As Bulgaria’s parliament approved his resignation, Prime Minister Borisov recalled the numerous death threats made against him over the years.Citing a document from the intelligence service of a foreign country, Bulgaria’s outgoing Prime Minister, Boyko Borisov, said on Thursday that Ahmed Dogan, honorary chair of the ethnic Turkish Movement for Rights and Freedoms, DPS, had at one point wanted him dead.
Borisov spoke about various threats to his life just minutes after parliament accepted the resignation of the government of his ruling centre-right GERB party.
He said he had learned about another plotted assassination attempt on his life just two weeks ago.
This attempt, in 2009, just ahead of the last general election, came after he damaged the interests of a powerful, international organized crime group.
The Bulgarian newspaper Trud said three tip-offs regarding threats to Borisov’s life had come from neighbouring Serbia.
The first two dated from 2003 and 2004 and were tied to Serbian drug lord Sreten Jocic, known as Joca Amsterdam.
He was apprehended in Bulgaria in 2002, and extradited to The Netherlands. The threats involved both Borisov and the Dutch prosecutor who requested the extradition.
In 2002, the Bulgarian Interior Ministry launched a covert operation against Jocic, which also entangled a Bulgarian mobster, Milcho Bonev, “Bay Mile”, close to one of the two top organized crime groups in the 1990s, known as SIK.
Bay Mile was killed along with five other people in 2004 after surviving a bomb attack in 2001.
The third Serbian threat against Borisov dates from June 2005, when the Serbian services for combatting organized crime reported that the Serbian mafia was planning an attack on the Bulgarian Chief Secretary of the Interior, which was Borisov’s post at the time.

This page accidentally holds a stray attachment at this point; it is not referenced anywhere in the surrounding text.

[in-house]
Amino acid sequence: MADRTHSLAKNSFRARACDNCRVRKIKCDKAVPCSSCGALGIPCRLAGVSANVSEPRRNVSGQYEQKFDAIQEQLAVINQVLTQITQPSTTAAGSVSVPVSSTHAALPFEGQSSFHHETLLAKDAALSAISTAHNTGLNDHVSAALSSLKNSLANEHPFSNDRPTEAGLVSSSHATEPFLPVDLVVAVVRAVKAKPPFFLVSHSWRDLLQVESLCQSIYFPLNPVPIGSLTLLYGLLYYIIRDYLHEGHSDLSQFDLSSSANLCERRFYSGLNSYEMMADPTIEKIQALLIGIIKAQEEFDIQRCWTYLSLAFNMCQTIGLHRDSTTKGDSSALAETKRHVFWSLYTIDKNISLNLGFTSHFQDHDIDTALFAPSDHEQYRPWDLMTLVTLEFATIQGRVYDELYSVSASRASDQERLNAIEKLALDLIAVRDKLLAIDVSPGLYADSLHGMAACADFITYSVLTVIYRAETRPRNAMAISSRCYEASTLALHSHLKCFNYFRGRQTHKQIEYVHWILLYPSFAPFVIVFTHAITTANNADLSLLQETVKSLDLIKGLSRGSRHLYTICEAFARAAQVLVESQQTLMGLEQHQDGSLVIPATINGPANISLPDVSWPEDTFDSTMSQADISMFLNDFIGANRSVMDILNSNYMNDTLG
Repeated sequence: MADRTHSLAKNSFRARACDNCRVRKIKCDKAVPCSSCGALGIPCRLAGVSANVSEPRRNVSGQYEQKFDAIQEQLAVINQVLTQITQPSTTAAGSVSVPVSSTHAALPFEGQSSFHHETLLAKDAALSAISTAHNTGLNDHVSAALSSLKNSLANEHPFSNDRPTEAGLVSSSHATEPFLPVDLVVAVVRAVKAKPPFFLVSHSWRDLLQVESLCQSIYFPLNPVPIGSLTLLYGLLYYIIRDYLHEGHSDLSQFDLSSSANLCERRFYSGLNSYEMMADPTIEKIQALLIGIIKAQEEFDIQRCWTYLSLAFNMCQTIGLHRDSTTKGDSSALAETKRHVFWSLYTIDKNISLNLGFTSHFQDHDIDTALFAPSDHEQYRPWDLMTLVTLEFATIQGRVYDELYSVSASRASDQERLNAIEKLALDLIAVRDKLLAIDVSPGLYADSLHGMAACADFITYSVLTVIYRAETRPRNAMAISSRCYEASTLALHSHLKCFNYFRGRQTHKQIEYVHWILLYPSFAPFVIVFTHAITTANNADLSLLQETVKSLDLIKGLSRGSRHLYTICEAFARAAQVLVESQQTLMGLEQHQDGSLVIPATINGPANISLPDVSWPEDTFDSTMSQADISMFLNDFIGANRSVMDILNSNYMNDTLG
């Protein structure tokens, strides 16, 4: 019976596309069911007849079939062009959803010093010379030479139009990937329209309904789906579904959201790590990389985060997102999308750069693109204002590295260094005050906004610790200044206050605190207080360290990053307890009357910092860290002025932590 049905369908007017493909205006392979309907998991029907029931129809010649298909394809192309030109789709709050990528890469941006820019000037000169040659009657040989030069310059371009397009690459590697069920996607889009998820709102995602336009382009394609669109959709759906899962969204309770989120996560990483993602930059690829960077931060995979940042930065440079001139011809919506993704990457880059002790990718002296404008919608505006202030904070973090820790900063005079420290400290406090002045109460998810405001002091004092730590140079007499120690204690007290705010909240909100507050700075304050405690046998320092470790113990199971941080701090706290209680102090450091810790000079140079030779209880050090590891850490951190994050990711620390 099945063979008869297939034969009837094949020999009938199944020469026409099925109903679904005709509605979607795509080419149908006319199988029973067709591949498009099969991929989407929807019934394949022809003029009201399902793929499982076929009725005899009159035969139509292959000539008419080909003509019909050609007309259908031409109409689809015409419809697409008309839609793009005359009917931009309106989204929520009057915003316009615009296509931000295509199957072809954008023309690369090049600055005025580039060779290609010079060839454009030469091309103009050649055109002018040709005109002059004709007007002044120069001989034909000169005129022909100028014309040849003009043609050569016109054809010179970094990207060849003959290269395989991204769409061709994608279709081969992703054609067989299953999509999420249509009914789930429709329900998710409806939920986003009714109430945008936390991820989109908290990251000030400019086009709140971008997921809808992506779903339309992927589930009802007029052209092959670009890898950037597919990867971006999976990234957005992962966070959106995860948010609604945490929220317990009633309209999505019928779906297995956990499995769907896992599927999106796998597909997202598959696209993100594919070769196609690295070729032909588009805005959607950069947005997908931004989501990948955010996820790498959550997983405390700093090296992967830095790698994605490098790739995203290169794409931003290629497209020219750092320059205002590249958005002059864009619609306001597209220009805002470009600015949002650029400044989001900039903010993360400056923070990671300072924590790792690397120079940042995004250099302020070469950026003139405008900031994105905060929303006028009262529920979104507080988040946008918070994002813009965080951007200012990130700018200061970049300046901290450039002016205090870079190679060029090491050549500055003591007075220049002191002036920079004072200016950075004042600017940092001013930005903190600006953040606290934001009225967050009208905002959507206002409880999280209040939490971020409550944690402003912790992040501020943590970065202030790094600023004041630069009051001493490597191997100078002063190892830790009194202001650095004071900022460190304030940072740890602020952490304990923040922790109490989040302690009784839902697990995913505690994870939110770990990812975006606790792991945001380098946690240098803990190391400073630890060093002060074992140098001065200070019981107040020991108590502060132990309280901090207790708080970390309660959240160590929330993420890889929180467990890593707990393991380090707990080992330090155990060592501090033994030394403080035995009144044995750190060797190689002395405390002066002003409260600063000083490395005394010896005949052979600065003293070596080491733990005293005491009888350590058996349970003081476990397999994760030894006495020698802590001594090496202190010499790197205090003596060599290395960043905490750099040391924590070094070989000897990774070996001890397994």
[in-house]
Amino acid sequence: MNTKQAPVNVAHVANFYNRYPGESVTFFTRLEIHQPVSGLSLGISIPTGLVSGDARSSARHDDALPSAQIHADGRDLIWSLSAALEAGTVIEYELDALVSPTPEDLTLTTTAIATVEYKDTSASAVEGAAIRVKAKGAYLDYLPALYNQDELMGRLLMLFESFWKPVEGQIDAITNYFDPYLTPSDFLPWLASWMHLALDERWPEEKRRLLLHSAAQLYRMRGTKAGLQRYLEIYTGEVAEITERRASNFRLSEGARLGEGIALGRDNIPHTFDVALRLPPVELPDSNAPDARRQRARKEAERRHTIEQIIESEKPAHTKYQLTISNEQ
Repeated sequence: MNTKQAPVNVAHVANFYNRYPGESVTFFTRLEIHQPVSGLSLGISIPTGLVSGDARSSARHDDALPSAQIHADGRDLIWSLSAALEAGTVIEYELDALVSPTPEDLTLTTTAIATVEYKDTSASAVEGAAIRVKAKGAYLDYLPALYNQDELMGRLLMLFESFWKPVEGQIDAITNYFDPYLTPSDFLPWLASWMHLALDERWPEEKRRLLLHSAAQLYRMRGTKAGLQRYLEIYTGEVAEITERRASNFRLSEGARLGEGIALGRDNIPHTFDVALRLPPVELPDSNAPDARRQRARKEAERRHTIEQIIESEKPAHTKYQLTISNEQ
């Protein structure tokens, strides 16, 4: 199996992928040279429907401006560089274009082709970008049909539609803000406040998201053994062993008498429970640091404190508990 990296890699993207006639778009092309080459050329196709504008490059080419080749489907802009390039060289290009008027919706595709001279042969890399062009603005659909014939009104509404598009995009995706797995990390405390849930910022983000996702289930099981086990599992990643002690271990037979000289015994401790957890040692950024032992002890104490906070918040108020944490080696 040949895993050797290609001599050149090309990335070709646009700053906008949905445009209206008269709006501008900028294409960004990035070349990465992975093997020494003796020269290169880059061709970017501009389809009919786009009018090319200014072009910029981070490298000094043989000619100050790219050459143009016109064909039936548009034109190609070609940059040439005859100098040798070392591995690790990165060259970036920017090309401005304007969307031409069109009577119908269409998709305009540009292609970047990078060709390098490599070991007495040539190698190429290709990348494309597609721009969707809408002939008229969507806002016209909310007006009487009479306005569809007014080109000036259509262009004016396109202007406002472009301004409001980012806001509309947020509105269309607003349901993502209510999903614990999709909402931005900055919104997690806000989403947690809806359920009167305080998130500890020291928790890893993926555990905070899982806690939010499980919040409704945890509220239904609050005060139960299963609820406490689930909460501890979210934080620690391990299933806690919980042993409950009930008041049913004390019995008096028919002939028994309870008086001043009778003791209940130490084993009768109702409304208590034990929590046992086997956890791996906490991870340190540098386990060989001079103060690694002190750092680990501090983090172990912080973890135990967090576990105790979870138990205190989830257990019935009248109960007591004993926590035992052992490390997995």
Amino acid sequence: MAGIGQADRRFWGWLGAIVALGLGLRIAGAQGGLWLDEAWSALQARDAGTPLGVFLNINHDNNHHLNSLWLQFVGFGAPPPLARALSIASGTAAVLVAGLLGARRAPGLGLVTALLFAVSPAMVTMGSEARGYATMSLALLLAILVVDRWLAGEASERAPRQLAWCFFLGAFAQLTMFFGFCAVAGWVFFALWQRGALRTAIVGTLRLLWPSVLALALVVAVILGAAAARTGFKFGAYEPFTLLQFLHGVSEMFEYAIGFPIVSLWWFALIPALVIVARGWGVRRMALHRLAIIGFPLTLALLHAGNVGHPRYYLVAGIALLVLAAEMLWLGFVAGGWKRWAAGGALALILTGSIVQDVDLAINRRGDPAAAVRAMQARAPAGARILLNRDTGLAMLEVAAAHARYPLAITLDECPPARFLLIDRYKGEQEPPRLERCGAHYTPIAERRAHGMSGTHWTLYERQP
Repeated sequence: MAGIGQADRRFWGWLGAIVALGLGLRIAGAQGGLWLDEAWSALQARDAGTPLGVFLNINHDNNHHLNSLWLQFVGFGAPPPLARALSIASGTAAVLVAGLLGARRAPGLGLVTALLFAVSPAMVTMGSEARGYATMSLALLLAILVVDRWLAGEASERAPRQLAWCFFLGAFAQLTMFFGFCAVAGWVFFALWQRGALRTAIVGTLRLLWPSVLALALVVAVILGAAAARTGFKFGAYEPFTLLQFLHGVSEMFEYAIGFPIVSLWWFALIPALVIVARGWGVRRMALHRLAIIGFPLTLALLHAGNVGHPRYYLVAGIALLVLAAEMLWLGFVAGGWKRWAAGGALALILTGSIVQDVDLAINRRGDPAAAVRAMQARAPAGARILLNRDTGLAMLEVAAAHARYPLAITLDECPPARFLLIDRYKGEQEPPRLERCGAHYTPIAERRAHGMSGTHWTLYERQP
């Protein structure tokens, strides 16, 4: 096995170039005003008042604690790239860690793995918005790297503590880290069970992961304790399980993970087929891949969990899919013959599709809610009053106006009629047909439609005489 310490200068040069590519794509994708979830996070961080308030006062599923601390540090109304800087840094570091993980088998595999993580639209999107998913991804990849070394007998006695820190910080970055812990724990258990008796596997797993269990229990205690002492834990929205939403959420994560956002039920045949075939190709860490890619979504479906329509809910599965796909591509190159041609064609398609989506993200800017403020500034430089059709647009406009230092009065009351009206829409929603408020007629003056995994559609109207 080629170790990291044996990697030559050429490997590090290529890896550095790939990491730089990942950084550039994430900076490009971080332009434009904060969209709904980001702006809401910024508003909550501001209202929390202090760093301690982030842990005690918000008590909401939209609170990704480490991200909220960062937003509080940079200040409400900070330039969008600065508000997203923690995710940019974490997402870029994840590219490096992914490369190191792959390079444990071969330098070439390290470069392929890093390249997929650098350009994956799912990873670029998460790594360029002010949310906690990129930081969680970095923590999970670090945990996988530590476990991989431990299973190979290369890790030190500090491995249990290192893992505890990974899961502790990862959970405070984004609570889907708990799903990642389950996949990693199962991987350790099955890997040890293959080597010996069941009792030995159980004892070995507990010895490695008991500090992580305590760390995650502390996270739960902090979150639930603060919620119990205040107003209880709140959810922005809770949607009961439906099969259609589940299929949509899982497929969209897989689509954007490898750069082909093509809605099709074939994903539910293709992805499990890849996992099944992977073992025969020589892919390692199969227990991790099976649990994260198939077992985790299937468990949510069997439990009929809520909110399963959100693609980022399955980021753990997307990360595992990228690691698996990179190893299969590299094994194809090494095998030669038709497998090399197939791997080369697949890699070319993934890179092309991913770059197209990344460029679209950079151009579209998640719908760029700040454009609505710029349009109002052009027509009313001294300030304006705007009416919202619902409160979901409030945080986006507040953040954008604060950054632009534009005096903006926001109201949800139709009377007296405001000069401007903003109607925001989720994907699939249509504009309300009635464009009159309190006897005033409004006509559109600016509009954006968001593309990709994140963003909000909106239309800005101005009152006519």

At least two other serious threats came from Bulgarian organized crime groups. The first dates from 2001, when Bulgarian mobsters Konstantin Dimitrov and Meto Ilienski, both from the VIS group, and Stoil Stoilov, from the rival SIK group, were intercepted by Greek mafia planning Borisov’s murder in the Hyatt hotel in Thessaloniki.
The Greeks then informed the Bulgarian security services. Dimitrov was killed in 2006, while Ilienski vanished in 2003.
In February 2002, the same people and several other mobsters met in a vacation home in the Vitosha mountain near Sofia to plot the murder of Borisov over a busted illegal drugs channel.
The National Security Services, NSO, also list as serious a bomb threat against Borisov and his Deputy, Interior Minister, Tsvetan Tsvetanov, issued days after GERB won the general election in the summer of 2009.
According to Borisov, he had received scores and even “thousands” of such threats over the years.
Borisov resigned on Wednesday, saying he did not want to see blood shed on the streets. He said he was returning the power to the people who elected him in the summer of 2009.
He quit after large-scale protests against high utility bills led to clashes with riot police with many injuries and incidents of vandalism.